To all our readers, welcome back and thank you for joining us on our next year of mental blog writing and student wellness loving! This year on the blog we want to continue the hard work of last years’ committee by bringing you all sorts of pieces surrounding your time here at Cambridge, and beyond.
Where to start? Well, we want to start by sending out a message. Imagine mental health is a spectrum of experience. It can range from having fleeting low thoughts all the way to needing to seek professional help. This spectrum is vast, unique and dependent on each individuals’ experiences of their world. So how on earth are we expected to navigate it!? It is easy to see that a large proportion of the mental health conversation centered around speaking up, communicating with others and reaching out in order to get help. But what does this actually mean?
We feel like things can get muddied amongst this narrative. It leaves questions such as…
What counts as being ‘bad’ or ‘serious’ enough to need help?
What do I even ‘talk’ about?
What if they don’t understand me?
What if I am just being over-dramatic?
What if it’s a simple fix and I’ve wasted someone’s time or resources?
These questions and many others deserve a lot of attention because we want to emphasise that no experience or issue is too big or too small to need or want to talk about, despite what our anxious brain tells us. Honestly, every worry is valid, and the Student Minds family want to make that inherently clear. We want to make this blog the place that fills the feeling of uncertainty and cloudiness between the two ends of the spectrum. All experiences. All people. All reasons. All valid.
With this in mind, the kind of things we want to talk about will hopefully encompass this idea of the everyone-and-everything-ness of mental health.
For those who feel like they suffer due to feeling unrepresented amongst our hegemonic culture, we will have the All Minds series, covering experiences from BAME, LGBTQ+ , international, male, mature (& more) student perspectives. Hearing about people who have had so many different experiences is completely eye opening.
Another angle we are really excited to take on is a twist on ‘A Day in the Life of…’ styled pieces. Instead of having people explain their daily experiences from say, a Cambridge student point of view, we want to write pieces where the star of the show is the ever present clutter of voices or emotions in your mind as a result of anxiety and depression, and other issues. In this way, you’ll be able to read and see not only what it may be like for people experiencing these issues, but also identify with, relate and empathise with it.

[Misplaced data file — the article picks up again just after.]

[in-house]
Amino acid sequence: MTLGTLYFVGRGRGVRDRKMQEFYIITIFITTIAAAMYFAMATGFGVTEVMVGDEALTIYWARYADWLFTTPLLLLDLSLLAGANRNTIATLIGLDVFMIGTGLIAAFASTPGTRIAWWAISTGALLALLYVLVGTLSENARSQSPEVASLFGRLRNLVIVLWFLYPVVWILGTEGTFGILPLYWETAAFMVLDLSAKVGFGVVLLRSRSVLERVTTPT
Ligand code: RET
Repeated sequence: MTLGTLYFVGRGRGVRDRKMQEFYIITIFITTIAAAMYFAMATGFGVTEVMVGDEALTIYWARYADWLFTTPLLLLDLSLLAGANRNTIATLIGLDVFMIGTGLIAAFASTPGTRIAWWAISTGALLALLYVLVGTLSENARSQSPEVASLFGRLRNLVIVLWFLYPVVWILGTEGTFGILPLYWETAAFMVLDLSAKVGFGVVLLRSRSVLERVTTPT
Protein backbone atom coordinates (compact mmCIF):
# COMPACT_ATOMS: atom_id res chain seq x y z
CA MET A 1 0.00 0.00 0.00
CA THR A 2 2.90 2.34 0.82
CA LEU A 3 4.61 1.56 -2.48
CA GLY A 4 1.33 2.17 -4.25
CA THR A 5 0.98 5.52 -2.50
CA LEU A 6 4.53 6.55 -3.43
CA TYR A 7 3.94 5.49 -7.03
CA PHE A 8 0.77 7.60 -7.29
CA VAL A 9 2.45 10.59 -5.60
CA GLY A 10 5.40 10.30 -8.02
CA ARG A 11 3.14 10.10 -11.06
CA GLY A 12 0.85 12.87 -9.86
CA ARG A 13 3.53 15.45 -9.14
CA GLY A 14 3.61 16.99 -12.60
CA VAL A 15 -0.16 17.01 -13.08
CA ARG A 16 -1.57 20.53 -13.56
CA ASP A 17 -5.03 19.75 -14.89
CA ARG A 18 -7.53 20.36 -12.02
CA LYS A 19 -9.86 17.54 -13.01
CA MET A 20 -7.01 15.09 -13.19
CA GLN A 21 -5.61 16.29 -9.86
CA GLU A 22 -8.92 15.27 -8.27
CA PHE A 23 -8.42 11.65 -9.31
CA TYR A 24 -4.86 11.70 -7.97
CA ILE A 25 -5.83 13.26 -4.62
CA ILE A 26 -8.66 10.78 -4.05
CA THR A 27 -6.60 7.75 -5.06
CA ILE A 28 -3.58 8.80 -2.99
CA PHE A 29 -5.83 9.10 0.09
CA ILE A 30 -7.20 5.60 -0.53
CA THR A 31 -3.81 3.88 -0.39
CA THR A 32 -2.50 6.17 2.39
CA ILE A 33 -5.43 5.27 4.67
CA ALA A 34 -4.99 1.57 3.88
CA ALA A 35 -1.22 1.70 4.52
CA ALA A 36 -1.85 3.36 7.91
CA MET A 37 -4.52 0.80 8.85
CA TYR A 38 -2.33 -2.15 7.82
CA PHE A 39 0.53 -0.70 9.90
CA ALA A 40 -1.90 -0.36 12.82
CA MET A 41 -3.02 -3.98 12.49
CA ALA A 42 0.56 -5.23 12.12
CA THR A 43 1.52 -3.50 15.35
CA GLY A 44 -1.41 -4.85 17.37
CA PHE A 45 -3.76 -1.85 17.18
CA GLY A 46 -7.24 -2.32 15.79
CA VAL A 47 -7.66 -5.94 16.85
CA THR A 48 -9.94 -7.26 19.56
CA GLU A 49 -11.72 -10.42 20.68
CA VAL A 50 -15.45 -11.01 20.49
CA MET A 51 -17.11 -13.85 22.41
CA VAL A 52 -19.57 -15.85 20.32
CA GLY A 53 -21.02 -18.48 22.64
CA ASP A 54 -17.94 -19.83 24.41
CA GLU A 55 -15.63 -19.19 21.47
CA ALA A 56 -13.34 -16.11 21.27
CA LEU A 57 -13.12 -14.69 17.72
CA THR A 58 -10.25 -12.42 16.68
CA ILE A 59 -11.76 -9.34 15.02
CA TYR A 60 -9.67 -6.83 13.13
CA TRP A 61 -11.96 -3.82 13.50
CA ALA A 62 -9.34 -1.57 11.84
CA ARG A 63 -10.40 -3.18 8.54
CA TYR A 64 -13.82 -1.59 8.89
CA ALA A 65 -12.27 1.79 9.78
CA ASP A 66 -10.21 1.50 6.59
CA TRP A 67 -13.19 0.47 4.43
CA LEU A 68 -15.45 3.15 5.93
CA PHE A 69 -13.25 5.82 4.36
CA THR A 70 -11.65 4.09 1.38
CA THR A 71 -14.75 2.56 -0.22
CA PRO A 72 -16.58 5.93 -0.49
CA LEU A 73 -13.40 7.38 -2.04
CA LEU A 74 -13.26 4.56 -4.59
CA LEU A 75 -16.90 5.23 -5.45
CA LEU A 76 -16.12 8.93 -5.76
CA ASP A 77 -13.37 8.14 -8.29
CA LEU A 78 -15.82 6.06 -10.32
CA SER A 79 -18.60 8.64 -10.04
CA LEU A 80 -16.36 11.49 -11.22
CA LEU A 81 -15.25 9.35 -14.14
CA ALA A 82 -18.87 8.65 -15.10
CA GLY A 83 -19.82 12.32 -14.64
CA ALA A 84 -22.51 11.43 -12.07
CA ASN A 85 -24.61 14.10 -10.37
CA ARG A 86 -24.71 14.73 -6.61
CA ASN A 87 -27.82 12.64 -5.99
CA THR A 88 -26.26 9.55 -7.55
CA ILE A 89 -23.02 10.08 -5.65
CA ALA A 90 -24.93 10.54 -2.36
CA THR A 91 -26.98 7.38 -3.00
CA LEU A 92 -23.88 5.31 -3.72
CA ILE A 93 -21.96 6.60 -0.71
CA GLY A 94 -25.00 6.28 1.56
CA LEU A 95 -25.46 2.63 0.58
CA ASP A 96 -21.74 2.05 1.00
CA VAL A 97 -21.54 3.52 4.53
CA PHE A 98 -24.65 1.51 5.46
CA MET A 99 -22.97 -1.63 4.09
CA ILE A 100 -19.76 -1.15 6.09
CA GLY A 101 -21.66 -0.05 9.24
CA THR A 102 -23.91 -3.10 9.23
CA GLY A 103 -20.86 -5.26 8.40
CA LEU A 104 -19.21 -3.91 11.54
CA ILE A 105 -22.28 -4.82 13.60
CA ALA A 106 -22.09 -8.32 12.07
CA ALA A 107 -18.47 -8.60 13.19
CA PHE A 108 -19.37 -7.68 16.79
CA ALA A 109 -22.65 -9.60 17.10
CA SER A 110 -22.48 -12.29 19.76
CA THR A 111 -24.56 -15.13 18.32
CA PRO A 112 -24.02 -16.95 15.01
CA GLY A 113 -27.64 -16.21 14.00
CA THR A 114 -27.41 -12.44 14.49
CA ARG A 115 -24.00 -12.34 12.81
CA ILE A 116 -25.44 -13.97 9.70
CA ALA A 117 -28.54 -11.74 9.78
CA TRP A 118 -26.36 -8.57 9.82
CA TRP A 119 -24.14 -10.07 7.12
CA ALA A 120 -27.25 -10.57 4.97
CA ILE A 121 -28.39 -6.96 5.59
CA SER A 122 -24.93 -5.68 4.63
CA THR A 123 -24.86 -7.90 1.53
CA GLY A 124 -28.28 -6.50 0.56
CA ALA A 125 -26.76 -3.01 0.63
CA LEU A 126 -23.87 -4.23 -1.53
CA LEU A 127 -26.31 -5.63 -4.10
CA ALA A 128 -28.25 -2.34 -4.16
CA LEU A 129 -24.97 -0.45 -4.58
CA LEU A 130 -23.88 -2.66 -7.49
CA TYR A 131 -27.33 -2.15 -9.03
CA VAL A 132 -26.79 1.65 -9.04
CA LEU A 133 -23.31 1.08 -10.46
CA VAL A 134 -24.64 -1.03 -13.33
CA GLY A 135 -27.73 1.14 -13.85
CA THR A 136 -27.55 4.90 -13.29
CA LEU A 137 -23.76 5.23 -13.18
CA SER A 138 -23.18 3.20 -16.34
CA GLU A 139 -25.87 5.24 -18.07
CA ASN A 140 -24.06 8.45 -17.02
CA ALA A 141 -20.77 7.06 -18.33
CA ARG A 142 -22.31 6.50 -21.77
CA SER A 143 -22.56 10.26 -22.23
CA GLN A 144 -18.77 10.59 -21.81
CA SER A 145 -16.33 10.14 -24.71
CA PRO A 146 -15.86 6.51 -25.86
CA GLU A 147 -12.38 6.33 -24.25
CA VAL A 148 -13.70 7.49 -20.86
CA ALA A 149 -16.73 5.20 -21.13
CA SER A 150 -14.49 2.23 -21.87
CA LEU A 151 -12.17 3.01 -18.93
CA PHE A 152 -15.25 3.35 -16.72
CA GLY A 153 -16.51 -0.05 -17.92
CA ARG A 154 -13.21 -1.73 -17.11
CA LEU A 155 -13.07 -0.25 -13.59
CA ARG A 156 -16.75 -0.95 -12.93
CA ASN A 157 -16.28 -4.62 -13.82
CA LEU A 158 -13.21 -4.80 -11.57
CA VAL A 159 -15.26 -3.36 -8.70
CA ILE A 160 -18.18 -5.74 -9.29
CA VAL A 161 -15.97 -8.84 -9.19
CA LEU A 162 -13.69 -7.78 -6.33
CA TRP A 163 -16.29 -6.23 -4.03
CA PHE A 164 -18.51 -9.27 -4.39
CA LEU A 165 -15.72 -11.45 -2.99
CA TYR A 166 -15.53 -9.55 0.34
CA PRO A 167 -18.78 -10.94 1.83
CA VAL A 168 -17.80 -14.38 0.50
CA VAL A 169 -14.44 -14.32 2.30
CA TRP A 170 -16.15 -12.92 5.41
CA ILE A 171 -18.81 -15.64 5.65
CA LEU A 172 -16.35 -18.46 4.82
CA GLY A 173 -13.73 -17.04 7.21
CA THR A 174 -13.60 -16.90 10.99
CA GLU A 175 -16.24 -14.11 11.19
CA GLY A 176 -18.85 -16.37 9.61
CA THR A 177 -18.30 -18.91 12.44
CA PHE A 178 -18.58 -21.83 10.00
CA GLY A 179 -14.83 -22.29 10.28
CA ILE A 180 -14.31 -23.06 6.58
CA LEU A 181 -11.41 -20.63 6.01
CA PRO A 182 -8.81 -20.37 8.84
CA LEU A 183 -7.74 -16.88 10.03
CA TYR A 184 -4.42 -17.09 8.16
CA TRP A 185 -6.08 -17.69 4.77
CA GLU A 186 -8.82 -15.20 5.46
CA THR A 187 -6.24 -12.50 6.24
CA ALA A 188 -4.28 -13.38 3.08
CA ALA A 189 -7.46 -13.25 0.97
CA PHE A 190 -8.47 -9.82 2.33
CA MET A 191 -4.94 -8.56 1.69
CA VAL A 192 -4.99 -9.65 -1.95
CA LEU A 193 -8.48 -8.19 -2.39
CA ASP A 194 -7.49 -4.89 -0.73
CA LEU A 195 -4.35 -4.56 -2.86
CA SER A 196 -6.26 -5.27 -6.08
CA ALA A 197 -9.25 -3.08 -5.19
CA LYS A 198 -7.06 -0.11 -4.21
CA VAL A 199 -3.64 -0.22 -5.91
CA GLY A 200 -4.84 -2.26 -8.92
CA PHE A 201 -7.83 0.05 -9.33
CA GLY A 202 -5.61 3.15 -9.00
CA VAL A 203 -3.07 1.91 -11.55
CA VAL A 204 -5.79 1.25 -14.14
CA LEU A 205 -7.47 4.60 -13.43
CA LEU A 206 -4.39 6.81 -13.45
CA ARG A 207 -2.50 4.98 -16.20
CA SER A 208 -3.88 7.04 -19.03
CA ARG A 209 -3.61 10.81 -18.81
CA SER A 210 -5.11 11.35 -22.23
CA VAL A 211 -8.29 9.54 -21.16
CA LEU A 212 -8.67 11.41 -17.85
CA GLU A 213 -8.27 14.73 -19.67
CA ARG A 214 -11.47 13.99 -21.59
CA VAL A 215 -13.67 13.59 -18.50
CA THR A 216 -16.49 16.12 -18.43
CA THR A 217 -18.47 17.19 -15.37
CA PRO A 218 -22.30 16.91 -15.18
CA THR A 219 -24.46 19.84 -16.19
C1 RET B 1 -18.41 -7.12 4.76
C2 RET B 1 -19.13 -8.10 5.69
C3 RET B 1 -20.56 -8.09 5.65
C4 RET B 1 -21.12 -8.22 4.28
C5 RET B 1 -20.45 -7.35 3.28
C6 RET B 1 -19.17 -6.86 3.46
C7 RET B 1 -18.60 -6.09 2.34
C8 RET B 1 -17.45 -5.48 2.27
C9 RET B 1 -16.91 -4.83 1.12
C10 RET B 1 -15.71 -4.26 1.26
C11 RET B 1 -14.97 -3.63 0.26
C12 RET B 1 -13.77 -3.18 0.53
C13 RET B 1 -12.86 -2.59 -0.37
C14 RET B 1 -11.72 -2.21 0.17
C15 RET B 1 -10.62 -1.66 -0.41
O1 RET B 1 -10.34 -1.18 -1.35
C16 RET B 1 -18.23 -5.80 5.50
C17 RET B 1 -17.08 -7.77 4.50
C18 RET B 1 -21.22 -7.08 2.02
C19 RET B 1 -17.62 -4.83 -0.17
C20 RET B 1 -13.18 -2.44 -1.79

We see mental health being covered in so many forms of media that we want to do a ‘Mental Media’ series of recommendations such as films, podcasts, books and more to read, watch and listen to, to broaden the scope on mental health. What we hope this will also do is give you a chance to step outside of the Cambridge bubble and engage with things beyond that help you to really feel the importance of keeping things in perspective, and rationalising as best as you can. It’s also us giving you the ultimate excuse to procrastinate and relax in an informative and personal way!
With these and other pieces in mind, we hope you come to the Student Minds Cambridge blog as a little hub to escape to when things are getting too much. It will be a place of honesty, comfort and platform the reality of our shared but personal experiences of mental health issues.
We will always feature a trigger warning in our posts, but please be warned here from the outset that our content will be sensitive and topics relating to mental illness, self-harm, suicide, eating disorders & many other mental health topics will be covered. If at any point you need help, please contact us at email@example.com.